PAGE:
I’m a child of the 80’s. That means I was growing up during the meteoric rise of the low-fat diet. Just about EVERYTHING that was marketed as healthy used the words “low fat,” “fat free” or “less than 1% fat.” We bought it all, tried to ignore the bland taste, and patted ourselves on the back for making healthy choices.
For my family, it began after my dad had a high cholesterol reading, and the bestselling book by that Pritikin bloke said that the road to health involved loads of grains, switching to skim milk, reducing eggs and avoiding fatty cuts of meat. We thought we were doing the right thing. Hot, skinny chicks popped up on the TV, marketing everything from low fat milk to breakfast cereals, “healthy” frozen dinners, fat free yoghurt and meal replacement shakes. We were even assured that fat-free confectionary was ok to enjoy with reckless abandon.
But something happened.
As a nation we became fatter. Energy levels plummeted. Hormones were askew. Osteoperosis was on the rise. Moods were all over the place. And we were hungry. All. The. Time.
So what went wrong?
The marketing behind low fat diets has conned us into thinking we’re doing something good for ourselves, with promises of flat tummies, skinny thighs, beach bodies and being able to fit into slinky red dresses. But what they don’t tell us is this:
Low fat diets don’t satisfy our hunger. It’s FAT that makes us feel fuller for longer. It’s FAT that buffers the carbs that we eat, stopping them being dumped as glucose into our bloodstreams all at once. And it’s fat that tells us to stop eating when we’ve had enough. You can’t get that from a low fat microwaveable pasta “meal,” a serve of overly processed “special” cereal, or some kind of low fat breakfast bar.
So, if the meal we eat spikes our blood sugar and doesn’t curb our hunger, what’s the consequence?
Mostly sugar cravings. Sometimes carbs. If we’re eating less fat, then by a process of elimination, we’re eating more carbs and/or sugars. Unless you’re some kind of protein junkie (and too much protein has it’s own lovely list of side effects).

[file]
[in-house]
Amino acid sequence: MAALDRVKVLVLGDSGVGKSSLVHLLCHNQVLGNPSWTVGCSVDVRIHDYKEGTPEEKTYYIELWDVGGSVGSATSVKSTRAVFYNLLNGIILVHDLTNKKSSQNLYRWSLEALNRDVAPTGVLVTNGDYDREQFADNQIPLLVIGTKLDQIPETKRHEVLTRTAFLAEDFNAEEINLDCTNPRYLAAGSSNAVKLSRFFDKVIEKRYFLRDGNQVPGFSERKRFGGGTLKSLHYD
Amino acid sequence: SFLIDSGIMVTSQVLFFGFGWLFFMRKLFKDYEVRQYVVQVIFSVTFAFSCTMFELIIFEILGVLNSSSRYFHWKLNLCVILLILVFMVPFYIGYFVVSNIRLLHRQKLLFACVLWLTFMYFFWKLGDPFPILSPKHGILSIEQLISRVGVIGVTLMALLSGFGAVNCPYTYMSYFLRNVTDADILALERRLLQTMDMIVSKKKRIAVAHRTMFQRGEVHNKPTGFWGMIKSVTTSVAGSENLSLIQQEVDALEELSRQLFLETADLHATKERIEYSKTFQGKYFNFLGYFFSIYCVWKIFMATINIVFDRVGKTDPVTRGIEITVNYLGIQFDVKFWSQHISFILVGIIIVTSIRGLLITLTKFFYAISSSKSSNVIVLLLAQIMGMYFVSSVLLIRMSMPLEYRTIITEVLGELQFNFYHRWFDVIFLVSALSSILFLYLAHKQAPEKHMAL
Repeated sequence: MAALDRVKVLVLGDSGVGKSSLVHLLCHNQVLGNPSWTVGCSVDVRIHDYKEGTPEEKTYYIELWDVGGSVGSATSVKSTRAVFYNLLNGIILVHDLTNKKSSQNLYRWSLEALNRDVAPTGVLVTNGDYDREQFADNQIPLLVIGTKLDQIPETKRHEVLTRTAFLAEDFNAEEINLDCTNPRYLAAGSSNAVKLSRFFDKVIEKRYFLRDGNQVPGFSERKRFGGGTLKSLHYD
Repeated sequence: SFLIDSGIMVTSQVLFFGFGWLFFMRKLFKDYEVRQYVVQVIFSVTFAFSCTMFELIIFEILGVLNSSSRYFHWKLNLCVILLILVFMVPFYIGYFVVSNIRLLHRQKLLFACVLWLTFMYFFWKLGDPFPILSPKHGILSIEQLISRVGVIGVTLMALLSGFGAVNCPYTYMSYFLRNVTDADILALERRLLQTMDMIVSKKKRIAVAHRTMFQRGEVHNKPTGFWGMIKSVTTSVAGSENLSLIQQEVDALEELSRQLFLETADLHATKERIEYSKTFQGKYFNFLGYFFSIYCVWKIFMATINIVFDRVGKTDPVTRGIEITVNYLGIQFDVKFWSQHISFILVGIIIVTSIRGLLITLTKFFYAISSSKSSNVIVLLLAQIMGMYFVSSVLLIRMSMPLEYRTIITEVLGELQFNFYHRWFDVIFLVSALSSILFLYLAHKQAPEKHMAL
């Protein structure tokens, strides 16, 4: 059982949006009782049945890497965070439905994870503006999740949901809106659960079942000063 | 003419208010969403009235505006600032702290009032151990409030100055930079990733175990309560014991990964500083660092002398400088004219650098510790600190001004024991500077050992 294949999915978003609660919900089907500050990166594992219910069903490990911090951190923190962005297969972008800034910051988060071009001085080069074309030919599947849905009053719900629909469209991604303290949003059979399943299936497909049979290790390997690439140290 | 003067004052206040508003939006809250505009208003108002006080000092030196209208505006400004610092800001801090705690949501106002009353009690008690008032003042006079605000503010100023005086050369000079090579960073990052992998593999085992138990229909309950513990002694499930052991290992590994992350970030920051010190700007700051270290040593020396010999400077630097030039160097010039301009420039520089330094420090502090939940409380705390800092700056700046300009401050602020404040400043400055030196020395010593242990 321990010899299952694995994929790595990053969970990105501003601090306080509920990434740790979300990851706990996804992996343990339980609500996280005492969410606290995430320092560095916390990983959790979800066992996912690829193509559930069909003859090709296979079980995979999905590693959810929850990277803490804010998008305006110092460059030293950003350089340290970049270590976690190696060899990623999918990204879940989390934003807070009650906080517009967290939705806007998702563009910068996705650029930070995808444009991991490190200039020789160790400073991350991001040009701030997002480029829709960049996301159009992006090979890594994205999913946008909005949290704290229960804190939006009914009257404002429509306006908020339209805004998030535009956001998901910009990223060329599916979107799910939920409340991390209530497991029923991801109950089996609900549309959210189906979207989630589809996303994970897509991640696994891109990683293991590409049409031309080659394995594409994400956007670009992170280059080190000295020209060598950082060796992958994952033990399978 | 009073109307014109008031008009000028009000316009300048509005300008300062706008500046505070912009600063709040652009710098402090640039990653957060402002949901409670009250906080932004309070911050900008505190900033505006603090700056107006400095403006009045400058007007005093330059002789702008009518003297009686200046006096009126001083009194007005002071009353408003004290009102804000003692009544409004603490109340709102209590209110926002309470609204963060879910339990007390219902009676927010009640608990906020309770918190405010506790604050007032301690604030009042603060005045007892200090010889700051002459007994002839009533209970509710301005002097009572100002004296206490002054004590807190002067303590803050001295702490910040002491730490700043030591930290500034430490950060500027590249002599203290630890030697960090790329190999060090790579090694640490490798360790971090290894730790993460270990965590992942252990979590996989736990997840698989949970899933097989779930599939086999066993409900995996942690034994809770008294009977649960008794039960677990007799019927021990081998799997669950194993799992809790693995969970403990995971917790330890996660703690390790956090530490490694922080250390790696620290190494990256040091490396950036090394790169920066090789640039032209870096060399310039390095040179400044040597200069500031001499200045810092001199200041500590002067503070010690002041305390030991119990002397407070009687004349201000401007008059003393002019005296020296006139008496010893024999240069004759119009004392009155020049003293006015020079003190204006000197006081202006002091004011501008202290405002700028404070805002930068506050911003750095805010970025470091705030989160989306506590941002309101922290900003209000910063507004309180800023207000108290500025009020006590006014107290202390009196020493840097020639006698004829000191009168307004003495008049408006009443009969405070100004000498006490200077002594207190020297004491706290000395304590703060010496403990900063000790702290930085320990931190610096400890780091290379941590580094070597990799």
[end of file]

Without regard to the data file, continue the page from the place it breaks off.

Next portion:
Sugar and carbs, when not buffered by adequate amounts of fat and protein, are rapidly dumped into the bloodstream as glucose, causing our bodies to respond by releasing insulin. Insulin tells the body to store that glucose as… wait for it… FAT! Usually around the abdomen. Bye bye flat stomach.
Hmmm…. that wasn’t in the brochure.
And moods? Well, they’re affected by the insulin response too. Cue – tiredness, drowsiness, grumpiness, and hangriness (yep, it’s a thing!).
If that’s not bad enough, there are a bunch of long term side effects from low fat diets too.
Firstly, we need fat in our diets in order to produce hormones. That’s a scientific fact. Low fat intake = reduced hormone production. This can affect everything from thyroid hormones to reproductive hormones. Cue – weight gain, tiredness, sluggishness and fatigue. At worst, you may be up for fertility problems and serious thyroid issues.
We also need good fats in our diets in order to have healthy brain function. It is well documented that brains of depressed patients have been found to weigh less than brains of healthy patients. What’s missing in the depressed people’s brains? You guessed it – FAT.
Low fat diets are also deficient in fat-soluble vitamins like A and D. Deficiencies in these vitamins have a whole host of health implications, including osteoperosis, allergies, autoimmune diseases and digestive disorders. That’s kinda serious, wouldn’t you agree?
So are you ready to include more healthy fats in your diet?
Great! Make sure you start off slowly, so as not to shock your body (otherwise you might end up on the toilet). Start by adding a small amount to each meal, building up over time. Include some raw nuts and seeds, fresh fish and avocado in your diet, aiming for a serve of at least one of these each day. Then – add a spoonful of healthy fat either on top of cooked food or in dressings, starting off with 1 teaspoon and working up to a dessertspoon. Try some of the following:
- Coconut oil
- Extra virgin olive oil
- Avocado oil
- Macadamia oil
- Sesame oil
- Butter or ghee (if you’re not dairy intolerant)
Cooking with these oils doesn’t really count, because as the oils are heated up, they lose some of their healthy properties.
Fat doesn’t make you fat. Excess carbs and sugars make you fat. The 80’s weren’t the best era for fashion, and it turns out it wasn’t the best era for nutritional advice either. Low fat diets deserve to be banished for good, along with those fluro leg warmers, glitter wigs and blue mascara. And the best news of all is that your food will taste better when you make the switch!
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